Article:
Amendments to Trade Law regulate dropshipping and online shopping

The proposal of the amendments to the Trade Law brings about changes in the treatment of offline and online commerce, and it now recognizes various business models and their specificities that have not been recognized before.

The amendments, which have recently passed the public debate procedure along with the amendments to the Electronic Trade Law, will be now presented to members of the National Parliament.

Before the amendments had been drafted, an analysis of the existing laws was conducted and proposals and suggestions were given on what and how to change e-commerce regulation.

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For the first time ever, the amendments define the most frequent forms of electronic trade, such as the sale through an electronic store or an electronic platform, as well as drop shipping (a supply chain management method in which the retailer does not keep goods in stock but instead transfers the customer orders and shipment details to either the manufacturer, another retailer, or a wholesaler, who then ships the goods directly to the customer).

Some of the provisions in the Amendments to the Law are also important to mention. They specify the obligations and responsibilities of information society service providers, the issue of sending commercial messages, the cross-border provision of information society services, and, for the first time ever, blockchain and smart contracts.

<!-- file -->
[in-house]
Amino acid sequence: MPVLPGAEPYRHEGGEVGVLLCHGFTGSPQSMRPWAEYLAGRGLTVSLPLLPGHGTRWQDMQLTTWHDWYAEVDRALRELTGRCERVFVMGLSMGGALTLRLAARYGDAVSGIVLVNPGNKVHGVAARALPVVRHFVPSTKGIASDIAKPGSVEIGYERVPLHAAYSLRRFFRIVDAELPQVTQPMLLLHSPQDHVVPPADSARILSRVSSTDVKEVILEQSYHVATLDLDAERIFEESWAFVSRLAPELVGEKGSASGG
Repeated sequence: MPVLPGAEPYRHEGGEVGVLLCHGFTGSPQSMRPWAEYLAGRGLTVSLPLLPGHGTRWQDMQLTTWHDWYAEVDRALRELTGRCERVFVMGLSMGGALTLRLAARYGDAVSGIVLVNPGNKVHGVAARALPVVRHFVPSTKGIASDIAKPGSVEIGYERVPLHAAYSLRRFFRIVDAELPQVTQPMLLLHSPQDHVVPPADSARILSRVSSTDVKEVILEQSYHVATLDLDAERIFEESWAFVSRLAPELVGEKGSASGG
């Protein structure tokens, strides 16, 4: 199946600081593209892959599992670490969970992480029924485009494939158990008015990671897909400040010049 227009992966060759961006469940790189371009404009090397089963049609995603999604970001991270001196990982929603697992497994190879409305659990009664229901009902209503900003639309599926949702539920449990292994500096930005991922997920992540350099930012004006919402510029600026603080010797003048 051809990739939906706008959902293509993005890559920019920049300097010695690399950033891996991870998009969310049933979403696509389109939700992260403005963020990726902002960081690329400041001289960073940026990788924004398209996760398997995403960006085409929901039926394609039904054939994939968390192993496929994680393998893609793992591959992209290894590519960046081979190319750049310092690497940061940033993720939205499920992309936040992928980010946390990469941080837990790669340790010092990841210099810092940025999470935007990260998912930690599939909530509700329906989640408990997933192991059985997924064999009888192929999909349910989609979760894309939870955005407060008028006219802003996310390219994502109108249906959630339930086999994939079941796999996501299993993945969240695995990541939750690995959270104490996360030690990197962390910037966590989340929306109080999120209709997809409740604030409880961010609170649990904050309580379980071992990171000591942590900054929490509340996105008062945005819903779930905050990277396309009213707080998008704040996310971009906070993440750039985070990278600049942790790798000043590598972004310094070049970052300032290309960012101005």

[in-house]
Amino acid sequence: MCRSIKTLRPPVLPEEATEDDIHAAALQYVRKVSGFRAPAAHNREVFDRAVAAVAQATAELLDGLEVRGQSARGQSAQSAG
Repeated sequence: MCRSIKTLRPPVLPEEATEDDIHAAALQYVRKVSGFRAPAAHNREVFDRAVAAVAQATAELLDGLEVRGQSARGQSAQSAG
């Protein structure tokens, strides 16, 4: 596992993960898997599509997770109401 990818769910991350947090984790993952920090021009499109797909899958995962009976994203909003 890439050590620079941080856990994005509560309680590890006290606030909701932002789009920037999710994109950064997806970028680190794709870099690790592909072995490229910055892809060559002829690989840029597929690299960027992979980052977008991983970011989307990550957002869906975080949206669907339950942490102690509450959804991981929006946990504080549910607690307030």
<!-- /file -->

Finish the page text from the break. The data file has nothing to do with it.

In addition to various forms of electronic trade, another new feature is the possibility of displaying prices in foreign currencies. The current Trade Law prescribes that all the prices must be displayed in dinars, whereas the amendments say that they must be displayed in dinars only if the sale is meant for the local market. In other words, owners of electronic stores who sell their products worldwide can now display prices in foreign currencies.

Furthermore, the draft law enables the displaying of sales prices in foreign currency for certain products and services sold online, regardless of whether the electronic trade is directed at the local or the foreign market.

Prices can then be displayed in foreign currencies in case of “online sales and purchase of software and other digital products, which are delivered exclusively through telecommunications, digital or information-technology devices”.

As the Government says, the amendments were prepared in cooperation with businesses. The Work Group, consisting of the Chamber of Commerce of Serbia and the companies around it, the National Alliance for Economic Development, as well as an informal group of service providers, including some of the biggest names in e-commerce: KupujemProdajem, Halo Oglasi, Limundo, Kupindo, were involved in drafting these amendments.

If the draft amendments are adopted, the question remains who is going to implement them or rather whether the bureaucratic apparatus will be sufficiently trained to interpret and implement them correctly.

(Startit, 19.03.2019)



This post is also available in: Italiano

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